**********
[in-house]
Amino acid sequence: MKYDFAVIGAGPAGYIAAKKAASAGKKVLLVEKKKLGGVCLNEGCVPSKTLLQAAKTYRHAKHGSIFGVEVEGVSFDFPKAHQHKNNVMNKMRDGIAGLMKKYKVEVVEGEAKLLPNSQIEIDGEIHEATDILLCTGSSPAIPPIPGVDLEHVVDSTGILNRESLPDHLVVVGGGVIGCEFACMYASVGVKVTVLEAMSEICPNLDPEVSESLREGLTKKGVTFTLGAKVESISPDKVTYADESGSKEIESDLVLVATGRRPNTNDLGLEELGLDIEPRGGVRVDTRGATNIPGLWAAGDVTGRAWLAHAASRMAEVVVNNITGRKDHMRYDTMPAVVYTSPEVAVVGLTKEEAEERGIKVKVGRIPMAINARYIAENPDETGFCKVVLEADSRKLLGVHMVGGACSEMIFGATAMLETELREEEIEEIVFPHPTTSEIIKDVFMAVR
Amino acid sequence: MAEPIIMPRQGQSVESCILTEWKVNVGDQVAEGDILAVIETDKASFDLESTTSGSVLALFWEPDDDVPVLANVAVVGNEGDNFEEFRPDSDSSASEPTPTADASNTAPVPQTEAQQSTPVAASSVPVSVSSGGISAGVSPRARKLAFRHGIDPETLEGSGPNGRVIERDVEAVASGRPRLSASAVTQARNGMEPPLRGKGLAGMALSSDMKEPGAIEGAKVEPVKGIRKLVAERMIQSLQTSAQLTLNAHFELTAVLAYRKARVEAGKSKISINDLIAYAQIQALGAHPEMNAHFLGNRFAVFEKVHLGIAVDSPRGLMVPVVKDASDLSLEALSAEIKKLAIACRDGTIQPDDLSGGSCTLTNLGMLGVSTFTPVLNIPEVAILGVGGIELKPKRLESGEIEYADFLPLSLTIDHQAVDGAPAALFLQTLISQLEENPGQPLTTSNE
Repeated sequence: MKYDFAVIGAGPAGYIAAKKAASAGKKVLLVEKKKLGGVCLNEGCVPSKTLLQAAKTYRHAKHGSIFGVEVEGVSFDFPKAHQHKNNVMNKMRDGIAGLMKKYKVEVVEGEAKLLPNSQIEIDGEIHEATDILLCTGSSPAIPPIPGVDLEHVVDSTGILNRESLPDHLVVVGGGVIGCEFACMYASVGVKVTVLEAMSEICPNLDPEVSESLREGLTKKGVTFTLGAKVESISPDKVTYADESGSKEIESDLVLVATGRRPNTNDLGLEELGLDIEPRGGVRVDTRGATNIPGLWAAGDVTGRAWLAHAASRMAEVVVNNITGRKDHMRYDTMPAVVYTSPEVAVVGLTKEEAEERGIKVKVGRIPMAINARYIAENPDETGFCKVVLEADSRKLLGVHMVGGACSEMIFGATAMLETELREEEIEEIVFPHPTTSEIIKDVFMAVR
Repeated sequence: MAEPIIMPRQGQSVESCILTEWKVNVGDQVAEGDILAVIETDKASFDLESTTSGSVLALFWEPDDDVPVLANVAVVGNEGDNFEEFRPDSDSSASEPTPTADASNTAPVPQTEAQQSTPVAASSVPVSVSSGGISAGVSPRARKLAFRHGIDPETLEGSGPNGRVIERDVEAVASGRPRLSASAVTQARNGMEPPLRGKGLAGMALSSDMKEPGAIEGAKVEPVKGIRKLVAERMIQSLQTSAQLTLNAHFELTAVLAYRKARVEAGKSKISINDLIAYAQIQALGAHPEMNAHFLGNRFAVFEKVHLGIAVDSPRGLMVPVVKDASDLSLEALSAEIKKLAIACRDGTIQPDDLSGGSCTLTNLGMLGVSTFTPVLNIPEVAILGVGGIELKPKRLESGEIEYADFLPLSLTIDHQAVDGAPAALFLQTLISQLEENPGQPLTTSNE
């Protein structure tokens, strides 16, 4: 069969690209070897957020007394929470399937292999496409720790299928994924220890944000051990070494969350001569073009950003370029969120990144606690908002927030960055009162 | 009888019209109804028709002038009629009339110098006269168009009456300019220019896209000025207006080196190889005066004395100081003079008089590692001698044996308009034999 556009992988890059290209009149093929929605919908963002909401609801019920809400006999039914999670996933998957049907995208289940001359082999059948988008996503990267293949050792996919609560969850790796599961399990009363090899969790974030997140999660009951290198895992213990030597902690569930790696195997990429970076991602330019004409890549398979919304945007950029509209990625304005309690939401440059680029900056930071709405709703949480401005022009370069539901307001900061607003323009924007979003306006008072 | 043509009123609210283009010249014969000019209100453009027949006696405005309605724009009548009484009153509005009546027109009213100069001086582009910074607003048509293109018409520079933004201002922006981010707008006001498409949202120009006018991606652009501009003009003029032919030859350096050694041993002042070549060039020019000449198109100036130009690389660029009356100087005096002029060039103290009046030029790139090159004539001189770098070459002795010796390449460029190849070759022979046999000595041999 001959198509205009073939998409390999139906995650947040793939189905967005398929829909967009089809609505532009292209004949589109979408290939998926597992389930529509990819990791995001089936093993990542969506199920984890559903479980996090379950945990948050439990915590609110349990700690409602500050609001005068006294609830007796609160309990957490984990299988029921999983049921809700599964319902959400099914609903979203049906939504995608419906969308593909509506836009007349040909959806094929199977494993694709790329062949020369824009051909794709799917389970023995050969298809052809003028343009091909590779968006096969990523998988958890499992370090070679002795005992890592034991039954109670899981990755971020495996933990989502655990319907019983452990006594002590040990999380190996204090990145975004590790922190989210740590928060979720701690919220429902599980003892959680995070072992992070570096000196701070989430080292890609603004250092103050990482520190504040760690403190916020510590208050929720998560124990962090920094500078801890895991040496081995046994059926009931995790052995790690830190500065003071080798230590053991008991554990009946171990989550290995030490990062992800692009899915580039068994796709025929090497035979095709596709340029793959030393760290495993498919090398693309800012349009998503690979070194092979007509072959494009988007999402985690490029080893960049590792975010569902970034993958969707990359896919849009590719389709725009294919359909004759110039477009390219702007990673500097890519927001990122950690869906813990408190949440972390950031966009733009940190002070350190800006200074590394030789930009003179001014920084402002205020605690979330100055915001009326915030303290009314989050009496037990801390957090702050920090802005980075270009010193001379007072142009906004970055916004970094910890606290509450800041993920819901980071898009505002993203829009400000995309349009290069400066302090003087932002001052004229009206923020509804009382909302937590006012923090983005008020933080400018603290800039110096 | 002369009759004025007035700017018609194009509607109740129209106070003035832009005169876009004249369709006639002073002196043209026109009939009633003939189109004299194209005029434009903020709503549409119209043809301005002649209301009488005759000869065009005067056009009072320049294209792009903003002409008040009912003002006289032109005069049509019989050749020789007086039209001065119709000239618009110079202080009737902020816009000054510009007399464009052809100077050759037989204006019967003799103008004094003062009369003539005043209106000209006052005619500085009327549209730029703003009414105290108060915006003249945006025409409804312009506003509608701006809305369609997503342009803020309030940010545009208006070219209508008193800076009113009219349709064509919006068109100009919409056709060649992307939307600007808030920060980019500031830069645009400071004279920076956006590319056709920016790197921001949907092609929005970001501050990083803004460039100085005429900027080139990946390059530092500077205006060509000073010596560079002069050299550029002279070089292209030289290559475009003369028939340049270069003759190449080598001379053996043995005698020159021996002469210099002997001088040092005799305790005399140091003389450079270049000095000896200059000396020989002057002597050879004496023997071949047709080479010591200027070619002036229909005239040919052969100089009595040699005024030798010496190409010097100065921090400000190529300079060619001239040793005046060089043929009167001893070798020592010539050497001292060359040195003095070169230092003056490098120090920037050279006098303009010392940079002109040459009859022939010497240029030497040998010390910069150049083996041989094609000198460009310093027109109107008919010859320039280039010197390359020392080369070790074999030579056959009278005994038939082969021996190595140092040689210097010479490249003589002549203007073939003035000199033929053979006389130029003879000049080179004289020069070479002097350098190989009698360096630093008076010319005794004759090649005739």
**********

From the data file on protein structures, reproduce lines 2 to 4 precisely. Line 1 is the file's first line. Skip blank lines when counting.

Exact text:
Amino acid sequence: MKYDFAVIGAGPAGYIAAKKAASAGKKVLLVEKKKLGGVCLNEGCVPSKTLLQAAKTYRHAKHGSIFGVEVEGVSFDFPKAHQHKNNVMNKMRDGIAGLMKKYKVEVVEGEAKLLPNSQIEIDGEIHEATDILLCTGSSPAIPPIPGVDLEHVVDSTGILNRESLPDHLVVVGGGVIGCEFACMYASVGVKVTVLEAMSEICPNLDPEVSESLREGLTKKGVTFTLGAKVESISPDKVTYADESGSKEIESDLVLVATGRRPNTNDLGLEELGLDIEPRGGVRVDTRGATNIPGLWAAGDVTGRAWLAHAASRMAEVVVNNITGRKDHMRYDTMPAVVYTSPEVAVVGLTKEEAEERGIKVKVGRIPMAINARYIAENPDETGFCKVVLEADSRKLLGVHMVGGACSEMIFGATAMLETELREEEIEEIVFPHPTTSEIIKDVFMAVR
Amino acid sequence: MAEPIIMPRQGQSVESCILTEWKVNVGDQVAEGDILAVIETDKASFDLESTTSGSVLALFWEPDDDVPVLANVAVVGNEGDNFEEFRPDSDSSASEPTPTADASNTAPVPQTEAQQSTPVAASSVPVSVSSGGISAGVSPRARKLAFRHGIDPETLEGSGPNGRVIERDVEAVASGRPRLSASAVTQARNGMEPPLRGKGLAGMALSSDMKEPGAIEGAKVEPVKGIRKLVAERMIQSLQTSAQLTLNAHFELTAVLAYRKARVEAGKSKISINDLIAYAQIQALGAHPEMNAHFLGNRFAVFEKVHLGIAVDSPRGLMVPVVKDASDLSLEALSAEIKKLAIACRDGTIQPDDLSGGSCTLTNLGMLGVSTFTPVLNIPEVAILGVGGIELKPKRLESGEIEYADFLPLSLTIDHQAVDGAPAALFLQTLISQLEENPGQPLTTSNE
Repeated sequence: MKYDFAVIGAGPAGYIAAKKAASAGKKVLLVEKKKLGGVCLNEGCVPSKTLLQAAKTYRHAKHGSIFGVEVEGVSFDFPKAHQHKNNVMNKMRDGIAGLMKKYKVEVVEGEAKLLPNSQIEIDGEIHEATDILLCTGSSPAIPPIPGVDLEHVVDSTGILNRESLPDHLVVVGGGVIGCEFACMYASVGVKVTVLEAMSEICPNLDPEVSESLREGLTKKGVTFTLGAKVESISPDKVTYADESGSKEIESDLVLVATGRRPNTNDLGLEELGLDIEPRGGVRVDTRGATNIPGLWAAGDVTGRAWLAHAASRMAEVVVNNITGRKDHMRYDTMPAVVYTSPEVAVVGLTKEEAEERGIKVKVGRIPMAINARYIAENPDETGFCKVVLEADSRKLLGVHMVGGACSEMIFGATAMLETELREEEIEEIVFPHPTTSEIIKDVFMAVR